Leahy, Roberts, and Irony
Today Sen. Pat Leahy (D-VT) announced he would vote to confirm John Roberts as Chief Justice of the U.S. Supreme Court, dashing expectations that Judiciary Committee Democrats would oppose the confirmation en masse, and lowering expectations of a big vote against Roberts in the full Senate.
While I was disappointed by Leahy's announcement (especially given its timing, which neutralized Harry Reid's decision to vote otherwise), I didn't find it terribly surprising. Leahy is Ranking Democrat on the Judiciary Committee. As such, he will be the particular object of a massive Republican propaganda campaign about "Democratic obstruction" when the next, crucial Bush Court nominee is sent up in a couple of weeks. I would guess that Leahy calculated he would be more effective in opposing a Justice Brown or Owens or Jones or Garza if he takes a dive on Roberts. But it's certainly ironic that Leahy, given his history and voting record, and even his home state, has wound up taking a position "to the right" not only of Harry Reid, but of people like, well, me, not to mention DLC president Bruce Reed, who came out against Roberts in his blog on Slate.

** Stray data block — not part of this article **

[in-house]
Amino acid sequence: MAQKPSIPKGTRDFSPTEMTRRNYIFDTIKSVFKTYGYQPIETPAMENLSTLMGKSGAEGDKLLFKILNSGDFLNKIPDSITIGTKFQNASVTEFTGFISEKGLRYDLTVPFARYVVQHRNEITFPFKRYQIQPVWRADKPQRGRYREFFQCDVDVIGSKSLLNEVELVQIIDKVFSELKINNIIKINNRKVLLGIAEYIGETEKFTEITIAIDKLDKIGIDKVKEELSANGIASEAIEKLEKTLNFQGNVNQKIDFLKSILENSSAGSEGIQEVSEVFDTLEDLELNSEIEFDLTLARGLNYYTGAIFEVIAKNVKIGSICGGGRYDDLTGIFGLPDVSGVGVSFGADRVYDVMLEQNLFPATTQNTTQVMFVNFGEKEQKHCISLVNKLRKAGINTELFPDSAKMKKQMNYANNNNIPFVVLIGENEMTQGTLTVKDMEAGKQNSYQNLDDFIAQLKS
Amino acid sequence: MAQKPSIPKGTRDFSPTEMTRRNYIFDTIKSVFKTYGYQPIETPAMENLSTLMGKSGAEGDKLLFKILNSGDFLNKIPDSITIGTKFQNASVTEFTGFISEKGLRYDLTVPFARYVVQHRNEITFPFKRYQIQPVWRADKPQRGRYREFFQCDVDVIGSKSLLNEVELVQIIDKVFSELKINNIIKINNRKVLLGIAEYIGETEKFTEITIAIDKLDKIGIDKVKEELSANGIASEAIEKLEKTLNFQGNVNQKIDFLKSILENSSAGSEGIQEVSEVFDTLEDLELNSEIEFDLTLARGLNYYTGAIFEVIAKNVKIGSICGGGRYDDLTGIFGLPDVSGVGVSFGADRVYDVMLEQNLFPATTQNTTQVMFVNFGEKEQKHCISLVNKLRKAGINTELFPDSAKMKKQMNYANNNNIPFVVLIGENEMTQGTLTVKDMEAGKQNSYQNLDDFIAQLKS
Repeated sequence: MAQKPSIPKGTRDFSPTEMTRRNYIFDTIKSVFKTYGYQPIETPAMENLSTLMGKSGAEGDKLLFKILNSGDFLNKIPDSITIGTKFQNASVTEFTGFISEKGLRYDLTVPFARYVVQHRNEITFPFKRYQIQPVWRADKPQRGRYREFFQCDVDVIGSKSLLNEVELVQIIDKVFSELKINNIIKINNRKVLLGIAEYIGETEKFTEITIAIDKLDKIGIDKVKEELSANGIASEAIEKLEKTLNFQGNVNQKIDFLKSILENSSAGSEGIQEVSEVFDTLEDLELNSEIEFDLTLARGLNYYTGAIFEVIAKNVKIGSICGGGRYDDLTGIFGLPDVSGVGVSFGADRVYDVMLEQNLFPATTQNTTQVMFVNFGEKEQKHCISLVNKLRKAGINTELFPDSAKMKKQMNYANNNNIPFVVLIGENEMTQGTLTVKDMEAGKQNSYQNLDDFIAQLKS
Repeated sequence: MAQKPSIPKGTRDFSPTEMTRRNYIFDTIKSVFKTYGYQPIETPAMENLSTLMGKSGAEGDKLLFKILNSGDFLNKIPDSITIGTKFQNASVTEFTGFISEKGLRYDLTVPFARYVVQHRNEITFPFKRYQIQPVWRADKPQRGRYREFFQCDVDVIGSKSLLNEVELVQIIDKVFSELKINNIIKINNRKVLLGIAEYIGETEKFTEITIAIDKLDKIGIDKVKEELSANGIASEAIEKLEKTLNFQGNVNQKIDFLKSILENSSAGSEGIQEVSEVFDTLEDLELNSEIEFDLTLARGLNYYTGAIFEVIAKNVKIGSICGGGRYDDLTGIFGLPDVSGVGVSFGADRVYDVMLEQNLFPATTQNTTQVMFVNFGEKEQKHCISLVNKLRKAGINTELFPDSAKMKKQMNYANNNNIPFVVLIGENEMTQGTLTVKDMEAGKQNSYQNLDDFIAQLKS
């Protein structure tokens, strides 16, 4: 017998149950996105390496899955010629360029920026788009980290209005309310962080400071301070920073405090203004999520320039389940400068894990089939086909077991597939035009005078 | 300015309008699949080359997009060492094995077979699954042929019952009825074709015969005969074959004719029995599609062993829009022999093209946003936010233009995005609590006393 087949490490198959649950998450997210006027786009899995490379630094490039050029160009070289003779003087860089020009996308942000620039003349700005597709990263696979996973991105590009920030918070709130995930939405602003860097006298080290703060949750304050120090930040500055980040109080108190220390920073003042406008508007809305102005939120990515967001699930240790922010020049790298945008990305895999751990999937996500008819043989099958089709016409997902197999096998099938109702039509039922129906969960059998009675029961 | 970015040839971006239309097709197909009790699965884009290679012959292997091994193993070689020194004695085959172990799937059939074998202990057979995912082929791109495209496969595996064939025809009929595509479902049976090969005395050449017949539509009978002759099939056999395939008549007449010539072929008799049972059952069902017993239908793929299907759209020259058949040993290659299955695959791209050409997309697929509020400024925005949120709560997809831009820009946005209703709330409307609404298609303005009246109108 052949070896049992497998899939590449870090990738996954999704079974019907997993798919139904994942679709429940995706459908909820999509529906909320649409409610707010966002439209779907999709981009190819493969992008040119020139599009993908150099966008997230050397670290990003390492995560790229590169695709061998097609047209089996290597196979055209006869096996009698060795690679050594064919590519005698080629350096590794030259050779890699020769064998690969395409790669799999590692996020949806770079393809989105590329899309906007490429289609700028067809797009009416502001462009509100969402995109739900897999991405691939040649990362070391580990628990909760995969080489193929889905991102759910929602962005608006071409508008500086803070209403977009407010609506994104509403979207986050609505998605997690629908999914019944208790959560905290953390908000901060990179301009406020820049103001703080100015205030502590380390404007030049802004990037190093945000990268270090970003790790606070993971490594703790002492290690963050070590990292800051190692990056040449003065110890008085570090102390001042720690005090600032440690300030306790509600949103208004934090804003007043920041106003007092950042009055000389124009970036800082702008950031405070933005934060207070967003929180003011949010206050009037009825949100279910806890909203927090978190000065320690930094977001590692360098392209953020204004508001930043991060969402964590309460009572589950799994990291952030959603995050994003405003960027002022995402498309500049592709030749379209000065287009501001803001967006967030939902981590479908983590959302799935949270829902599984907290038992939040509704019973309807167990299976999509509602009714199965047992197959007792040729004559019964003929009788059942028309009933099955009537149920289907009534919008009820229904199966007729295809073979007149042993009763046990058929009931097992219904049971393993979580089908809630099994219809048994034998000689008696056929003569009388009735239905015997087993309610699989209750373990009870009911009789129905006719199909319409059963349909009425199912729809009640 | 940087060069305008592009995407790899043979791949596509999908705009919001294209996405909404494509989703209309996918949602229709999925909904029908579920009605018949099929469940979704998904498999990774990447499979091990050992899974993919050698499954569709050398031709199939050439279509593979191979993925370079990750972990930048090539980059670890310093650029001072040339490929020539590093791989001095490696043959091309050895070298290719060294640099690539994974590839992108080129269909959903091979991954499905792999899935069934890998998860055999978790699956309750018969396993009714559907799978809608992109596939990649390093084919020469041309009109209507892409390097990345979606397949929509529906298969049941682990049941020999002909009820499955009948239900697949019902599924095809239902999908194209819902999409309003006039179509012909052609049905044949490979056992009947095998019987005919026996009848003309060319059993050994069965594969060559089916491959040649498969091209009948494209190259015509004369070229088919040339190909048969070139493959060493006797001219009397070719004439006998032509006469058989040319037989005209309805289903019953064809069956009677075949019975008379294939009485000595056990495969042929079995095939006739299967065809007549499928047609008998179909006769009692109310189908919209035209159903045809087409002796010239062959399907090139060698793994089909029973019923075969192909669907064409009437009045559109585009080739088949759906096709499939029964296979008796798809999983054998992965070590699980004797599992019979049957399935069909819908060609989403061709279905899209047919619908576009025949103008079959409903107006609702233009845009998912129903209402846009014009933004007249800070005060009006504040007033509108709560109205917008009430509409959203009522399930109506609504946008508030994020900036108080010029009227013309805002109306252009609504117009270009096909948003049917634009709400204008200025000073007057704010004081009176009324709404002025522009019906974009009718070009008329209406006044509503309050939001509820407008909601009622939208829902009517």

Maybe all those bloggers who keep saying the argument among Democrats is not about ideology, but about strategy, tactics and attitude, have a point, though when it comes to John Roberts, maybe not the point they expected. I suspect we will have much more unanimity when Bush makes his next Court appointment, under extreme pressure from the cultural conservatives he's asked to show faith in John Roberts.
On this last point, I was really struck by a recent National Review piece that supplies a devious, jesuitical interpretation of Roberts' testimony on the constitutional law of abortion. If the author is right, Roberts didn't simply evade his Senate inquisitors; he threw sand in their eyes. That is certainly what his advocates believe, and need to believe. Given Roberts' almost certain confirmation, I hope they are wrong, and that their support will someday be viewed as ironic.
But it ain't likely. --